The limits of efficiency of core cooling that can be achieved by irrigating the peritoneal or pleural spaces with cold liquid are in the range of 0.05 to 0.3ºC/min [128],[129] and both of these techniques are invasive, require considerable technical skill, and carry with them risks of serious iatrogenic consequences.

As noted earlier, the ideal way to address these needs would be extracorporeal membrane oxygenation (ECMO) and cooling. However, the practicality of rapidly bringing this demanding technology to bear in the EMS setting is negligible. Surgery (or time-consuming percutaneous vascular access; at or beyond the optimum therapeutic window of 15 min post ROSC) is required to access the circulation and this cannot be accomplished under field conditions. Experience with emergent initiation of ECMO in patients presenting for experimental cryopreservation (Figure 38) are probably representative of the time required to achieve extracorporeal support under field conditions for patients with SCA. Such patients typically experience a delay of 60 to 80 minutes (and not infrequently longer) after the initiation of closed chest CPR before the application of CPB, even under optimum circumstances.[130],[131],[132]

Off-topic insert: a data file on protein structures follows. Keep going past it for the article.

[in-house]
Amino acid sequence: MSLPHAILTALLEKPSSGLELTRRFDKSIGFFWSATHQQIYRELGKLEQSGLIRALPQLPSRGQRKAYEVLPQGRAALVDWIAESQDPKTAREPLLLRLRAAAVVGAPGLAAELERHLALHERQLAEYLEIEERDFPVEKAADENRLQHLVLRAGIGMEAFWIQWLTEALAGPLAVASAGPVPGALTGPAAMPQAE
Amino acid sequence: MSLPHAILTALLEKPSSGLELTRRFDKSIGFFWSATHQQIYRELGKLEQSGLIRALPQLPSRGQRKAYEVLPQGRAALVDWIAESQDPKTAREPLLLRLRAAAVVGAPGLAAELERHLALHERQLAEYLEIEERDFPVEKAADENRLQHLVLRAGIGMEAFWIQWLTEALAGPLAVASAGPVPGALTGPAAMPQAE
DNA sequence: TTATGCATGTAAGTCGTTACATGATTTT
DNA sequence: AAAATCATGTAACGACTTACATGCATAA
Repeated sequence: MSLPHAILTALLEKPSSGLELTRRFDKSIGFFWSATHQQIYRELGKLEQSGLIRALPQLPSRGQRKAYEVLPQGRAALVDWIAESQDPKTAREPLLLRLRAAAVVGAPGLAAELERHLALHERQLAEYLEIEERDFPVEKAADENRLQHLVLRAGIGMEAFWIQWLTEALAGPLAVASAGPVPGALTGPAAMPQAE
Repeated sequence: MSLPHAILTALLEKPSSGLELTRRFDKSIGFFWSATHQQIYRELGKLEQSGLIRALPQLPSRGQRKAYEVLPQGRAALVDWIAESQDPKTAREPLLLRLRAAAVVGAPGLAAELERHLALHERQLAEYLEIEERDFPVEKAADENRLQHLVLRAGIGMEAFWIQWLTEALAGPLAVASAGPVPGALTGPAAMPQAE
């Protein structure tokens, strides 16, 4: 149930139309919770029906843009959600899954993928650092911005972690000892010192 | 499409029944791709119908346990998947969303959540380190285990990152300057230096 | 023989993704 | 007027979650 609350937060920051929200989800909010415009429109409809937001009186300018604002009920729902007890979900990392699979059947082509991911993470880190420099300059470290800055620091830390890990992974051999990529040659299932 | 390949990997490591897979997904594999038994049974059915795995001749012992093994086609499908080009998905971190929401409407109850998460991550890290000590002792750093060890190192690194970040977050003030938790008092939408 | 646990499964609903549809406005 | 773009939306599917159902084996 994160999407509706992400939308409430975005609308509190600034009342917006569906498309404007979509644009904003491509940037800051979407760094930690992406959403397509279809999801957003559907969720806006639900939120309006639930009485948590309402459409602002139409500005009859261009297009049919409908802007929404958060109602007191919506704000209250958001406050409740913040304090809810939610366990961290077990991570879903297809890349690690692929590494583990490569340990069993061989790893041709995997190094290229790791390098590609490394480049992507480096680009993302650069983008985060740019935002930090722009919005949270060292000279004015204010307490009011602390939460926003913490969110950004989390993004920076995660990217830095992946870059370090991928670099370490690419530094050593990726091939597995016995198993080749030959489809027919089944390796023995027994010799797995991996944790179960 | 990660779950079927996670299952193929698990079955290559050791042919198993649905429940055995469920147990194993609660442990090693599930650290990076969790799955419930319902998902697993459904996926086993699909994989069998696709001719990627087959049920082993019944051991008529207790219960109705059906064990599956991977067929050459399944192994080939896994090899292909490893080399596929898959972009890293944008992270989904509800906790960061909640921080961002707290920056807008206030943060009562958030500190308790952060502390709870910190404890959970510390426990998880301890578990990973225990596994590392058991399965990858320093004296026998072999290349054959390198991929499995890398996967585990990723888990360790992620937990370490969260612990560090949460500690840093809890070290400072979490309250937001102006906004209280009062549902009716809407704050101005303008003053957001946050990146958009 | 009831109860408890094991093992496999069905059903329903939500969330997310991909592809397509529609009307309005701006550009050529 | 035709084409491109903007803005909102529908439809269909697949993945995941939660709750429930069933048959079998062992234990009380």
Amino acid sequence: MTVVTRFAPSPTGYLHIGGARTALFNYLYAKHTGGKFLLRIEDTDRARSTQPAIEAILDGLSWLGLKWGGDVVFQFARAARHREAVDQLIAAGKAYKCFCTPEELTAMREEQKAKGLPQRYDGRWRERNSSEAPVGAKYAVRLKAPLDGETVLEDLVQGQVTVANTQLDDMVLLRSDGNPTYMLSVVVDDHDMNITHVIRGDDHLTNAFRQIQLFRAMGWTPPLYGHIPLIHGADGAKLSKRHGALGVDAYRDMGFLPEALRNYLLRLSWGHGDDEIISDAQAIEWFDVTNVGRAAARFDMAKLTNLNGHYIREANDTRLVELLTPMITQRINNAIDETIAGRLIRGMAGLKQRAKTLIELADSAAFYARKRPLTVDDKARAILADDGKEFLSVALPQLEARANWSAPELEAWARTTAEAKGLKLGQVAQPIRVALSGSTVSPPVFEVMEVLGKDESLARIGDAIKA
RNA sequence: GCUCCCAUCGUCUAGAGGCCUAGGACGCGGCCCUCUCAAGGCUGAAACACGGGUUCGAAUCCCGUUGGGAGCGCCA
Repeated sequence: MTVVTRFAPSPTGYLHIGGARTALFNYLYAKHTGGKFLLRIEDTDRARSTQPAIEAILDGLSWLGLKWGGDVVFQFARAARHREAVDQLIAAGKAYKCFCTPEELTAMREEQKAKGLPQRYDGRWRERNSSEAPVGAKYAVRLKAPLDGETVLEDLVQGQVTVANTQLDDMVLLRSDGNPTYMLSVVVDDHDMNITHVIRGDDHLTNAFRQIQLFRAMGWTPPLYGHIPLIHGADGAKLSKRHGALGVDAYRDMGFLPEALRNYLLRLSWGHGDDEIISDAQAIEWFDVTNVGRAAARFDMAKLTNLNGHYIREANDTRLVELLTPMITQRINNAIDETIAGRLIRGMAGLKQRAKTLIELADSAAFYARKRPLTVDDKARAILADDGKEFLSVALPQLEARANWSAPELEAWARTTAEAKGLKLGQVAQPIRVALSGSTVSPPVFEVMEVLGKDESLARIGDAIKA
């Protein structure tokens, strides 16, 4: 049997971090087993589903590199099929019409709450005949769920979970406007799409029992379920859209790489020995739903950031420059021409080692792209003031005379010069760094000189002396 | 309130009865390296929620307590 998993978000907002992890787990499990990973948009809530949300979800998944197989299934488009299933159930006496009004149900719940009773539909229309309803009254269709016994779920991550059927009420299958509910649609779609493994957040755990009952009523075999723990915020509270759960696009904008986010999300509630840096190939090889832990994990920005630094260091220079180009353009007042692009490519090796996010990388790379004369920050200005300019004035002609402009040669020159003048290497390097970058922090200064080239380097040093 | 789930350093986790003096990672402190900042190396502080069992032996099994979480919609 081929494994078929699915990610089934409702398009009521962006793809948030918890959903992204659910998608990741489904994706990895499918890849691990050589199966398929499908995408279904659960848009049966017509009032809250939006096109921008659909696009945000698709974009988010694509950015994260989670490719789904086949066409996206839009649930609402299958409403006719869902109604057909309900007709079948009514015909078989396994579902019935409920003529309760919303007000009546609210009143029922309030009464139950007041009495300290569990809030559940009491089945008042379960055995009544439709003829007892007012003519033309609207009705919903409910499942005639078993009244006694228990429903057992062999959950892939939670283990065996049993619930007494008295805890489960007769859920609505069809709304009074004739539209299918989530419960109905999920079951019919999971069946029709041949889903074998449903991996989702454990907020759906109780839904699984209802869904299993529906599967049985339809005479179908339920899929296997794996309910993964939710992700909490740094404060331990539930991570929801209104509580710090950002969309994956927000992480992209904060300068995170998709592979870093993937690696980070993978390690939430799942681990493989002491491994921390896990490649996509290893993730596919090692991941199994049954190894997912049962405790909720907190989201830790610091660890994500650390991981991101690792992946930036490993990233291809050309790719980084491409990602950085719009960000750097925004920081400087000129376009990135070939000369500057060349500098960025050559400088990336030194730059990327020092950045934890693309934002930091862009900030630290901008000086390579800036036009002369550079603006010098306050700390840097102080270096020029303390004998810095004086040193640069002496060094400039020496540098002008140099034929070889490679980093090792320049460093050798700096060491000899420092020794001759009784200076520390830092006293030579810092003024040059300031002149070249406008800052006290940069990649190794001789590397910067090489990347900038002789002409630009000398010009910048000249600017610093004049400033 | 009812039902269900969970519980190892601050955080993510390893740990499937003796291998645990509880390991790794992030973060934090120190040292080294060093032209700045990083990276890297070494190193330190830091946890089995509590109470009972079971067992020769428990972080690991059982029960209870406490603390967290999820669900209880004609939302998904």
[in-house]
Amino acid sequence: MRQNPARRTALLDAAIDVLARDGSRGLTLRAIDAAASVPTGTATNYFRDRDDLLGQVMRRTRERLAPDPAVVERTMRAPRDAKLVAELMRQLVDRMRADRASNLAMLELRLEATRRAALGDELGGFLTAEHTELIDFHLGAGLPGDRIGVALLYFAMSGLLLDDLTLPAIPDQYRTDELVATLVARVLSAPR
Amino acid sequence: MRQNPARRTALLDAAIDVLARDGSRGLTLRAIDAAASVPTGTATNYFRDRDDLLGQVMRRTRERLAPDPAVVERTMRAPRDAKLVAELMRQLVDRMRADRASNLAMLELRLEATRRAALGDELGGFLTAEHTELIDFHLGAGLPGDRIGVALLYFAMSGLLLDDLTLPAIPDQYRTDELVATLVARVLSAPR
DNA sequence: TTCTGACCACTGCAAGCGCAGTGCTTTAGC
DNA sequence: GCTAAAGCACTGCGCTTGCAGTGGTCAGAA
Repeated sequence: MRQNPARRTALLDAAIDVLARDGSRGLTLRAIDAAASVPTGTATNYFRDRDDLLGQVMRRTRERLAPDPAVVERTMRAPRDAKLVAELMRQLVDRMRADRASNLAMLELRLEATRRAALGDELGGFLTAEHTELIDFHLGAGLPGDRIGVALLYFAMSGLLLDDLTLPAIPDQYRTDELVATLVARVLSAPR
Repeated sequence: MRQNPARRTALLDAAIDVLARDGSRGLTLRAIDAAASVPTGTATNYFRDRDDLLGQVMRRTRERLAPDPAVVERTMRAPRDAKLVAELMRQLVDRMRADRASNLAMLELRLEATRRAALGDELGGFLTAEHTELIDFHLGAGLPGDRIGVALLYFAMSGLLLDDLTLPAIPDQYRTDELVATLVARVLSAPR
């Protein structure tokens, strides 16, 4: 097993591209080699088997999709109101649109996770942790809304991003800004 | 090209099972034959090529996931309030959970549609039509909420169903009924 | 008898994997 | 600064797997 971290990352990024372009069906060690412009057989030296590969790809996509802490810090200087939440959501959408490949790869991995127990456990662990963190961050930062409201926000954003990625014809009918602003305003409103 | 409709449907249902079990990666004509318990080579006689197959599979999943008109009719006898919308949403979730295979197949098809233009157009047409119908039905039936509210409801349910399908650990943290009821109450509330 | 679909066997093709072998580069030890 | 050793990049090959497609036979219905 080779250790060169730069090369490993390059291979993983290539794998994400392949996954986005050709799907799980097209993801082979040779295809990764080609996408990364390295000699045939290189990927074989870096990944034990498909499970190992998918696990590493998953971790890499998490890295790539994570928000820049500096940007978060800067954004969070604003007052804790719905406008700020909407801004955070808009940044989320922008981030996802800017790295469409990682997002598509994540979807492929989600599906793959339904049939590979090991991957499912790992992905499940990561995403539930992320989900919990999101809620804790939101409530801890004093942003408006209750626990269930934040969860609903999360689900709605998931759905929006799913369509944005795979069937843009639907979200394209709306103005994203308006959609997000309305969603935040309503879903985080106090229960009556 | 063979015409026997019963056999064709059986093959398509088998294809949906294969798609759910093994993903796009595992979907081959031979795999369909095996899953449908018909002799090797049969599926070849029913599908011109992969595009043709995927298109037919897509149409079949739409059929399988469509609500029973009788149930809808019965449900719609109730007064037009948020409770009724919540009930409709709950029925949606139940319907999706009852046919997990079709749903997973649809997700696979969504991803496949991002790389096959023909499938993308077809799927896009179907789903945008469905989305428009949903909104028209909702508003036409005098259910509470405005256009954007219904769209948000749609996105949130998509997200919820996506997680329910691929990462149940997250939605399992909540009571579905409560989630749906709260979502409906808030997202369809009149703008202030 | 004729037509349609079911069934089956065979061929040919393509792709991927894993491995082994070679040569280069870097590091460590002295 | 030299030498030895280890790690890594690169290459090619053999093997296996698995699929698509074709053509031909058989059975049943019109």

Thus, what is needed for cryopatients, patients who have suffered prolonged (³5 min) cardiac arrest, or in whom ROSC cannot be effectively established, is the ability to rapidly induce hypothermia via core cooling simply and noninvasively.  In addition to moderating the injury cascade initiated by ischemia-reperfusion, mild (33-35oC) or moderate (28-32oC) hypothermia can indirectly act to improve gas exchange and hemodynamics by bringing the patient’s cerebral and systemic metabolic demands closer to those that can be delivered by CPR.